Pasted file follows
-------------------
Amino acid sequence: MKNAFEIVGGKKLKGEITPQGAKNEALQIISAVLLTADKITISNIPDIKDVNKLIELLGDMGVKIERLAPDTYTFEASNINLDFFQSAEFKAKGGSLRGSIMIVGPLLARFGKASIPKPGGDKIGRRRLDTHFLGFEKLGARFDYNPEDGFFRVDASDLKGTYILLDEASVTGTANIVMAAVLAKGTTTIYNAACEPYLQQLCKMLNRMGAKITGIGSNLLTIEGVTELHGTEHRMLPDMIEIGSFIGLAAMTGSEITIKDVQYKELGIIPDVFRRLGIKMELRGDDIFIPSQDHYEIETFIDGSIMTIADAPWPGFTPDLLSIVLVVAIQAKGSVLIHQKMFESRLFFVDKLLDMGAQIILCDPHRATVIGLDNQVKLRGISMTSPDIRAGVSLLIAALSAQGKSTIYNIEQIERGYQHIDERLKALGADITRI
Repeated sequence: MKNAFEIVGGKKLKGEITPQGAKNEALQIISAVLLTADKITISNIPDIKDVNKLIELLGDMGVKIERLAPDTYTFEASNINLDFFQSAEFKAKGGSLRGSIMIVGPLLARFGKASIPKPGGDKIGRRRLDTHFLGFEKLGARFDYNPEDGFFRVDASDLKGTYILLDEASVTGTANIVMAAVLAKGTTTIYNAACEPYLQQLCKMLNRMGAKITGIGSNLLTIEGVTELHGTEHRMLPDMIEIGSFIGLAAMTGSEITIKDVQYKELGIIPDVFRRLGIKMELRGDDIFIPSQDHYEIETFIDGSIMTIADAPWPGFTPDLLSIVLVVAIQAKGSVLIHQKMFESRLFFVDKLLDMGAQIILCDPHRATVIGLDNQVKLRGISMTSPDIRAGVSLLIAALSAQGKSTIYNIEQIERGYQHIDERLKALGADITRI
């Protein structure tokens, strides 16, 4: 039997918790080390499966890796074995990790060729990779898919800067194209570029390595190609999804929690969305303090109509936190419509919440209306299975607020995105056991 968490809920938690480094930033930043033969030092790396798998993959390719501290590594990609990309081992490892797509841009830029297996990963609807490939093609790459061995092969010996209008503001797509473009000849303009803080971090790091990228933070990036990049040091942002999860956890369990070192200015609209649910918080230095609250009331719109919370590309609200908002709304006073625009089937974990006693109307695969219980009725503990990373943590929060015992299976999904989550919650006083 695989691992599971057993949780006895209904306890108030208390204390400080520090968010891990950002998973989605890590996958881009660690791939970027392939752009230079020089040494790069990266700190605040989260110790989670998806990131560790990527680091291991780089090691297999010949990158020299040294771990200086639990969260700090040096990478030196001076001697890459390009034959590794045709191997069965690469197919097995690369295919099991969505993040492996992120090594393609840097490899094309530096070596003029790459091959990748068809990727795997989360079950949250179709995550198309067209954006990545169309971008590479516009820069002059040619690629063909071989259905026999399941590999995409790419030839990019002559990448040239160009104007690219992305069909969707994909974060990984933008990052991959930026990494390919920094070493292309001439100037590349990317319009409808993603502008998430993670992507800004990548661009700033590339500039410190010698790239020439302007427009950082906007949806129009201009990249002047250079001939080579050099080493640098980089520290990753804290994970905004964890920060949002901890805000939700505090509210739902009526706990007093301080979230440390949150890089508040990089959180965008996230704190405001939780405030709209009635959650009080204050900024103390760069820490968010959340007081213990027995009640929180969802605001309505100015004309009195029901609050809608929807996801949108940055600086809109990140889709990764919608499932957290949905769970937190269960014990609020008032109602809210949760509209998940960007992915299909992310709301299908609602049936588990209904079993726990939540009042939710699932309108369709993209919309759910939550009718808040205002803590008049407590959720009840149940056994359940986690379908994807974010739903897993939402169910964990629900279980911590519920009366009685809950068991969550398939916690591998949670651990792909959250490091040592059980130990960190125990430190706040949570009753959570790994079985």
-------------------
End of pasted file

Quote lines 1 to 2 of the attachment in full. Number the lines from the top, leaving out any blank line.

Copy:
Amino acid sequence: MKNAFEIVGGKKLKGEITPQGAKNEALQIISAVLLTADKITISNIPDIKDVNKLIELLGDMGVKIERLAPDTYTFEASNINLDFFQSAEFKAKGGSLRGSIMIVGPLLARFGKASIPKPGGDKIGRRRLDTHFLGFEKLGARFDYNPEDGFFRVDASDLKGTYILLDEASVTGTANIVMAAVLAKGTTTIYNAACEPYLQQLCKMLNRMGAKITGIGSNLLTIEGVTELHGTEHRMLPDMIEIGSFIGLAAMTGSEITIKDVQYKELGIIPDVFRRLGIKMELRGDDIFIPSQDHYEIETFIDGSIMTIADAPWPGFTPDLLSIVLVVAIQAKGSVLIHQKMFESRLFFVDKLLDMGAQIILCDPHRATVIGLDNQVKLRGISMTSPDIRAGVSLLIAALSAQGKSTIYNIEQIERGYQHIDERLKALGADITRI
Repeated sequence: MKNAFEIVGGKKLKGEITPQGAKNEALQIISAVLLTADKITISNIPDIKDVNKLIELLGDMGVKIERLAPDTYTFEASNINLDFFQSAEFKAKGGSLRGSIMIVGPLLARFGKASIPKPGGDKIGRRRLDTHFLGFEKLGARFDYNPEDGFFRVDASDLKGTYILLDEASVTGTANIVMAAVLAKGTTTIYNAACEPYLQQLCKMLNRMGAKITGIGSNLLTIEGVTELHGTEHRMLPDMIEIGSFIGLAAMTGSEITIKDVQYKELGIIPDVFRRLGIKMELRGDDIFIPSQDHYEIETFIDGSIMTIADAPWPGFTPDLLSIVLVVAIQAKGSVLIHQKMFESRLFFVDKLLDMGAQIILCDPHRATVIGLDNQVKLRGISMTSPDIRAGVSLLIAALSAQGKSTIYNIEQIERGYQHIDERLKALGADITRI